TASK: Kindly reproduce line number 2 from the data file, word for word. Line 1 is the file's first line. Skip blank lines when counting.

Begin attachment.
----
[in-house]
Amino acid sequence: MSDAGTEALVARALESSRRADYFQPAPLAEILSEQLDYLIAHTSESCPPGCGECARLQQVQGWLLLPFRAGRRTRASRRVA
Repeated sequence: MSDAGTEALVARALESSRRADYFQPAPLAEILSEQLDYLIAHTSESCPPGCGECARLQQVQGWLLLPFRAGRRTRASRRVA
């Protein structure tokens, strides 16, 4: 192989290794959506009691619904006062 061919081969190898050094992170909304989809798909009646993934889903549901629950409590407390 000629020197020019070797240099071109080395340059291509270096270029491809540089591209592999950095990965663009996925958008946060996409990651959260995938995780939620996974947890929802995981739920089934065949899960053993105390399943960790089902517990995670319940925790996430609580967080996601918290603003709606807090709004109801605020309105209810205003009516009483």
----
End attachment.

Amino acid sequence: MSDAGTEALVARALESSRRADYFQPAPLAEILSEQLDYLIAHTSESCPPGCGECARLQQVQGWLLLPFRAGRRTRASRRVA